5 Young Prospects Set to Break Through at Borussia Dortmund
Since the successes of Nuri Sahin, Mario Goetze and Marco Reus, Borussia Dortmund have increased investment in their youth academy. The "Footbonaut" training machine is just one example, but overall the club has increased its commitment to training young talent. And the performance of their youth teams shows just that.
Although fourth in the West region, BVB's under-19 team is just two points behind second-placed Monchengladbach. The under-17s are doing much better and are first, a point clear of Leverkusen. It appears that Dortmund will within the next few years have a very enviable crop of young talents on the rise. But it will take these players some time to mature to the point of being playable at senior level.
In the meantime, however, there are some burgeoning prospects at BVB who are closing in on making a breakthrough. Click "Begin Slideshow" to take a look at the young Dortmund players to watch this spring.
Three seasons ago, Marvin Ducksch was one of Germany's top talents for the striker position. As a 17-year-old, he scored 33 goals in just 18 games for Dortmund's under-17s and hit the target seven more times in 11 games for the under-19s. The next season he was promoted to the Dortmund reserves.
The 2012-13 campaign could have been a breakthrough season for Ducksch, but the youngster sustained an injury in August and did not make his return until mid-March. This season, Ducksch has shown intermittent glimpses of his talent. He's scored nine goals and assisted four more in 15 appearances for the reserves, but only recorded 154 minutes—49 of which were against lower-league sides in the DFB-Pokal—with the senior team.
With Ji Dong-Won set to arrive in the summer, Ducksch could be loaned out until he has more match practice. He has the tools: A strong and accurate shot with both feet, a soft touch, quick acceleration and a striker's instincts. Now he just needs time to refine his abilities.
Those who have seen Jeremy Dudziak play football may be reminded somewhat of David Alaba. A quick, technical, left-footed player of West African descent who can play as a full-back, winger or in central midfield, Dudziak is a raw talent with a very well-rounded skill set.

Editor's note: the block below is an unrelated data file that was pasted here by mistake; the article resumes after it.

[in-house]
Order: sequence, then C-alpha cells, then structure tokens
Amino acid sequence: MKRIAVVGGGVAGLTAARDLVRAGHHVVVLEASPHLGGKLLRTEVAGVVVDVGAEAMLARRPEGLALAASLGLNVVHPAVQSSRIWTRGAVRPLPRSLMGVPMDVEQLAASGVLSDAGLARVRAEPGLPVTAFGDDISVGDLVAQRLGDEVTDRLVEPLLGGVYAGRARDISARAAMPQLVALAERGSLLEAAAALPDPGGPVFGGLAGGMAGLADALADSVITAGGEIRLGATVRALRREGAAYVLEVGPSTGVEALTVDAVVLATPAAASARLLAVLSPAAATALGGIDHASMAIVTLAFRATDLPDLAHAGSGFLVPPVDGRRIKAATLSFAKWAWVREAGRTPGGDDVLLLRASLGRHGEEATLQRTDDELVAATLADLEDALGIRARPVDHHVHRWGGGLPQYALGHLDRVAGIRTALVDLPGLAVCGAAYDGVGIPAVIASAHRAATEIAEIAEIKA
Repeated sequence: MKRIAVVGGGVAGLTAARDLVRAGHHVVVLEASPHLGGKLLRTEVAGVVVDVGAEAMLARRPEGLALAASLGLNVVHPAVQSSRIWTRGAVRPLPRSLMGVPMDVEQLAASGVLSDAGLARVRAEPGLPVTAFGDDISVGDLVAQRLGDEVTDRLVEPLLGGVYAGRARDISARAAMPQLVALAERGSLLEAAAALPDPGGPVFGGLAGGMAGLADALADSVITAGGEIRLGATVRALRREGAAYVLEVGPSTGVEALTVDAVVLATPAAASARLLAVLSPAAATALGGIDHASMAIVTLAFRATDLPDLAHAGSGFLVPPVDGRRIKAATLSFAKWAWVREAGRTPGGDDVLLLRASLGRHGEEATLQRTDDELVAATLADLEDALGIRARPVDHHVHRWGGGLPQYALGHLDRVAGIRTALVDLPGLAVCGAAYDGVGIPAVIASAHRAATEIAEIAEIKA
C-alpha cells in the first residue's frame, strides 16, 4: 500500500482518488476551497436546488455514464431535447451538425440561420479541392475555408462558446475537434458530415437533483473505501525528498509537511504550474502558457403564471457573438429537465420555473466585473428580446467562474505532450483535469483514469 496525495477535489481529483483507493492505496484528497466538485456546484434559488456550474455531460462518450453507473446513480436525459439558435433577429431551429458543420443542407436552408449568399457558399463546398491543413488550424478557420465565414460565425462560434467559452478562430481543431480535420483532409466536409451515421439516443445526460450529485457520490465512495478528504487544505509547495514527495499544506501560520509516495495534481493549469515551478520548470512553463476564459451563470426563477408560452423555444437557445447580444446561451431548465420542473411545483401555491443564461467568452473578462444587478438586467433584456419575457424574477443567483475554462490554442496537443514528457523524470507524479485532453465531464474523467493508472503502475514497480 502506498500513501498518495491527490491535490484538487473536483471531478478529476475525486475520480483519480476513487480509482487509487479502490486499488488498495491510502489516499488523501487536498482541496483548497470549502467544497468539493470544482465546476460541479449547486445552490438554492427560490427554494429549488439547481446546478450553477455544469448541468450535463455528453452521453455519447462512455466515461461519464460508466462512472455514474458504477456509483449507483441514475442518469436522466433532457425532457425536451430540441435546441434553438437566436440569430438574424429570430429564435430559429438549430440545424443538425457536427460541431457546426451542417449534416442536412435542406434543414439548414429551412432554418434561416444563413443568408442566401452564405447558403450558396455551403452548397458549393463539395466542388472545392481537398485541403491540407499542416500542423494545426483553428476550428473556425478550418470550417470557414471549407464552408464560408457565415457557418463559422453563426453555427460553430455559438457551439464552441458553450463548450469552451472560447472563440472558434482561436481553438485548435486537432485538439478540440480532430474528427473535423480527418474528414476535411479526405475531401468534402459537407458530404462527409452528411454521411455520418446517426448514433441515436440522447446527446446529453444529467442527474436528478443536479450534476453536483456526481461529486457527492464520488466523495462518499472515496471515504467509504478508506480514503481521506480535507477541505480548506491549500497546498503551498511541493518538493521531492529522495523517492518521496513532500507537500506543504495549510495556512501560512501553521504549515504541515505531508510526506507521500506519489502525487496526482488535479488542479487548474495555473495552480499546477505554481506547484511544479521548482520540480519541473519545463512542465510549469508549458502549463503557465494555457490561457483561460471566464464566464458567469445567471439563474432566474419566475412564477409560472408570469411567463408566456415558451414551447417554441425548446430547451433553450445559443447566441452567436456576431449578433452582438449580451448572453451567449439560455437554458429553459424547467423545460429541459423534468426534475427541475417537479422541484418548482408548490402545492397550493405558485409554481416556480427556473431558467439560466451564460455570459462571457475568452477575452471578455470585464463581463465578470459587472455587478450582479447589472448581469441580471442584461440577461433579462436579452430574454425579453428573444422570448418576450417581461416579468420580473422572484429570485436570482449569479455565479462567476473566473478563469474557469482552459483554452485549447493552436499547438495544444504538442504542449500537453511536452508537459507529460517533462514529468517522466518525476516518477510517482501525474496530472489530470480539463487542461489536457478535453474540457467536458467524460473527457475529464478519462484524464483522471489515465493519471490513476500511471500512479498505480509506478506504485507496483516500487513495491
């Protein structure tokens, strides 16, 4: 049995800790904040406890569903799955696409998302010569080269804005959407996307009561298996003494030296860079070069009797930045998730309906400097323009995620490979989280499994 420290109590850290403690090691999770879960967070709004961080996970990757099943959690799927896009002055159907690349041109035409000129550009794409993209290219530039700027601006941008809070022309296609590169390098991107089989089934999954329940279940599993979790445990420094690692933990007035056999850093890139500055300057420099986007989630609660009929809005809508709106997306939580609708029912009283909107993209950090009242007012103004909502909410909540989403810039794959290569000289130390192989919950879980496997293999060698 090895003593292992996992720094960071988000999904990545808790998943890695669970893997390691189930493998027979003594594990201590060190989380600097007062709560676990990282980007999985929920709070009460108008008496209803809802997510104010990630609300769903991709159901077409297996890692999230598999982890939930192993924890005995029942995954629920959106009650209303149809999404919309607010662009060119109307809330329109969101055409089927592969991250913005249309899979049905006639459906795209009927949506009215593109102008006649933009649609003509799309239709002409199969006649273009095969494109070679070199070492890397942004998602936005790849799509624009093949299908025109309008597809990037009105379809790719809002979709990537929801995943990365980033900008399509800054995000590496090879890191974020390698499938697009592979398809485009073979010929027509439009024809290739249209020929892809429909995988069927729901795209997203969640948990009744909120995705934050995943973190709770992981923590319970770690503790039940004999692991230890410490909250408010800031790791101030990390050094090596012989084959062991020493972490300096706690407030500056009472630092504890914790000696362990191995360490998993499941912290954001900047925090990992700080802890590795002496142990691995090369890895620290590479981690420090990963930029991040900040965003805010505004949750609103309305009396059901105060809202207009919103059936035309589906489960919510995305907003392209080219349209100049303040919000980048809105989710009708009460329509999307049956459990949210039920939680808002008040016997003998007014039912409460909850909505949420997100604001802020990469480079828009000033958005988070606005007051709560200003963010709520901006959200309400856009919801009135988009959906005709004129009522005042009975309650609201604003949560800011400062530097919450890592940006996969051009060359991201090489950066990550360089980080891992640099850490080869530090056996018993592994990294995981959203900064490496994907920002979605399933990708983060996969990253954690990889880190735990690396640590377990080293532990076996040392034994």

Dudziak first emerged as a top talent in 2012, when he played on the left of defense in Germany's under-17 team at the European Championship. He entered the current campaign ready to take the next step in his career, but a pair of muscular injuries have limited him to just eight games for BVB's under-19s—in which he, primarily used as a playmaker, has scored seven goals and given four assists.
This spring will be a key time for Dudziak, who in spite of his talent has yet to assert himself on a stage above youth level. Should he make his way into the BVB reserves and impress at the under-19 Euros, he could soon find his well into Jurgen Klopp's senior team.
Trained as a striker at Mainz, used as a winger for the Dortmund reserves and converted to a left-back when brought into the first team, Erik Durm has had a very unusual career thus far. Although he is the eldest player on this list and is approaching his 22nd birthday, the fact that he has only recently found what seems to be his permanent role suggests that with time and experience he could develop substantially.
Jurgen Klopp is quoted by BundesligaFanatic.com's Archie Rhind-Tutt as stating that Durm is "the most extraordinary player [Dortmund] have," physically-speaking. With outstanding pace and incredible endurance (even by BVB's lofty standards), the Pirmasens native has the ideal physique for a defender. Yet, having spent so many years training in attack, Durm is very effective moving into the opposite third. Like Kevin Grosskreutz, he has the potential to one day become a starter in a full-back position at Dortmund.
Last summer, Dortmund had to choose which of Jonas Hofmann or Leonardo Bittencourt they should keep and which they should offload. Perhaps surprisingly, it was the latter who was sold to Hannover despite him having played professionally last season. Hofmann had impressed in preseason training and, in spite of his inexperience, was named in the BVB professional squad.
Hofmann has since been used very sparingly, starting only once and typically featuring as a second-half substitute. He impressed on a couple of occasions, though: Despite having some physical limitations, the 21-year-old made his impression felt with some very clever passing. He is rather creative and is very adept at measuring his through passes and crosses. If trusted with more playing time, he could become a reliable option off the bench.
Many will recall Marian Sarr as the young defender who slipped and cheaply conceded a goal to Hertha BSC in Dortmund's last match of 2013, but the 18-year-old is actually a top prospect.
A year ago, just shy of his 18th birthday, the center-back left Leverkusen for BVB. It was a huge loss for B04, and CEO Wolfgang Holzhaeuser admitted Sarr's sale was a bitter pill to swallow:
"He could have earned more money with us than any other youth player before him," he said (per Sky). "We did everything, tried everything. It was not an easy decision for us."
A Germany under-19 international, Sarr missed a month earlier this season due to a broken toe. However, a blight of injuries among the Dortmund center-backs forced him to make the professional leap into Jurgen Klopp's starting lineup towards the end of the first round. In three appearances, he twice completed the full 90 minutes.
As Dortmund prepare to resume their campaign, it remains uncertain as to what role Sarr can expect to play. If BVB sign a new center-back, the youngster could be set for a spell on loan. In any case, with more match practice and maturity, Sarr could one day be a star.
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